The "Little Pink Pill" or "Female Viagra"

08/25/2015

The "Little Pink Pill" or "Female Viagra"
Healthy Living – August 26, 2015
Garrick Slate, MD

Flibanserin (Brand Name Addyi) has just been approved by the FDA to treat Hypoactive Sexual dr-slate-(1).jpgDesire Disorder (low sexual desire), or in other words, boost a woman’s libido.

Sprout Pharmaceuticals, the company that manufactures Flibanserin, was just purchased by Valeant Pharmaceuticals for $1 billion.

This is the first-ever FDA approved drug to boost libido (sexual desire). The drug will hit pharmacy shelves on October 17, 2015. The drug must be taken daily, not just around the time of desired effect.

However, there is just one concern: the “little pink pill” does not really work that well. The FDA has rejected Flibanserin twice before, and only approved the drug this time after powerful marketing and an advocacy campaign from women’s groups.

There are five reasons to be skeptical of Flibanserin (Addyi) as a “Viagra equivalent:”

Flibanserin does not help most women.
  • Only 8-13% of women will see improvement.
  • Women taking the daily drug had on average only 0.5 more “sexually satisfying events” per month compared to women on placebo.
  • The drug does not lead to increased desire - a false hope held by many individuals.
  • It only works in women in relationships who have described an overall decrease in sexual desire.
  • Women’s sexuality is very complex - this is not treating a functional problem, rather it has a mood-stabilizing/desire-stabilizing effect.
Flibanserin has scary side effects.
  • Twenty percent of all women taking the drug reported adverse events.
  • Most common were drowsiness, dizziness, and fainting, which increased the risk of trauma and head injuries such as concussions.
  • Extremely low blood pressure was another, less common, side effect that could have major consequences.
  • When taken with either alcohol or hormonal birth control the side effects could be markedly worse.
Doctors worry about drug interactions.
  • Given the potential for extreme side effects, the drug will only be available through specially certified health care professionals and pharmacies that have received additional training about the drug.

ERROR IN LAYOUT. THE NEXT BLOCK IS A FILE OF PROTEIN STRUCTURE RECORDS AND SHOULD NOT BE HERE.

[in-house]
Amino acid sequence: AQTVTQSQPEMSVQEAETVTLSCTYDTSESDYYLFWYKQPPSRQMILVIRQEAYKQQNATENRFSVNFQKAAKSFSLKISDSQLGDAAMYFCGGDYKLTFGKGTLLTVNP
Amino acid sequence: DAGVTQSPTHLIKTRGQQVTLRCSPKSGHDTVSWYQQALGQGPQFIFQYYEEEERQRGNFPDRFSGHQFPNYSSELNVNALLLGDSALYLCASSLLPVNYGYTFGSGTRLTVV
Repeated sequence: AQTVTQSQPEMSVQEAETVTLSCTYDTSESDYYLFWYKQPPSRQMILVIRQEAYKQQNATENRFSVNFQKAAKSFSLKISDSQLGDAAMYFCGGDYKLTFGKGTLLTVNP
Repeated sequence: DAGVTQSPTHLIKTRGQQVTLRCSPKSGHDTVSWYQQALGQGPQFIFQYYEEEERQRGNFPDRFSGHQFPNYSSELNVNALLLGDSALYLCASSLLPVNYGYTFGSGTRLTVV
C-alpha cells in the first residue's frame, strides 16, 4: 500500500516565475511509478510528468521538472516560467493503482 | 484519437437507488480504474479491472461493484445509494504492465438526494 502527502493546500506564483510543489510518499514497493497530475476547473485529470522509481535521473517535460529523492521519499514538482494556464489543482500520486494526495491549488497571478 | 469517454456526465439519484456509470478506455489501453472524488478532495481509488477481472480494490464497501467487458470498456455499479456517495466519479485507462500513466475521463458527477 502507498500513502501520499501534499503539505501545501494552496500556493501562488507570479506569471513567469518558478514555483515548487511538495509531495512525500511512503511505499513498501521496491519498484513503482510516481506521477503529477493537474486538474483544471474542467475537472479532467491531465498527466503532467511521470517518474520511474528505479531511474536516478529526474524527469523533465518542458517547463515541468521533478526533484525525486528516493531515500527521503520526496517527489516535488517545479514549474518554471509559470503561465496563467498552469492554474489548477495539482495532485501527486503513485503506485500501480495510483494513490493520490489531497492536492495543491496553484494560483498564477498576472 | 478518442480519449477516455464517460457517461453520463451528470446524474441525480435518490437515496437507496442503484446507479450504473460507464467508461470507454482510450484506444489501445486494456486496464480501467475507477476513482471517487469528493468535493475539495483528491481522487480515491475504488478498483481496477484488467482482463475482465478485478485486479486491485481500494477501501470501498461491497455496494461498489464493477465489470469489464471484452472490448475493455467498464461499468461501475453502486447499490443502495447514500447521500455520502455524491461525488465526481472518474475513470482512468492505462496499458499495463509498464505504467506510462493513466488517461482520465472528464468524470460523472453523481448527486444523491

• Doctors will have to assess a patients’ ability to stay away from alcohol for the duration of their treatment and to take exactly as prescribed (at bedtime).
  • Women may still drink while taking this medication.
  • Women may still use hormonal contraceptives while on this medication.
  • Women may use the medication “off label” or in ways not described for use such as in menopause or in women with undiagnosed medical conditions like heart disease.
  • The alcohol impact study performed by the company only included 25 participants - only two were women.
  • Studies were only performed using healthy women not on sleep aids, anti-anxiety medications, or any other medications that women commonly take that could potentially have serious interaction side effects.
The campaign behind Flibanserin approval is misleading.
  • Flibanserin had been rejected twice - most recently in 2013.
  • No evidence changed and no new evidence was submitted for this approval.
  • Major victory for marketing - “even the Score” campaign designed to “even the playing field”
  • There are 26 medications to treat male sexual dysfunction, but no medications to treat low libido in males.

Approval has been described as a “textbook case of disease-mongering” by the pharmaceutical industry.
  • Many critics have accused the pharmaceutical industry of inventing the disease condition called Hypoactive Sexual Desire Disorder so that they could invent a drug to treat the condition.
  • Flibanserin was shown in trials to have very limited efficacy with potential for big, potentially life-threatening side effects.


References:

Julia Belluz, VOX Explainers (www.vox.com)
Debra Goldschmidt, CNN, “Female Viagra” gets FDA approval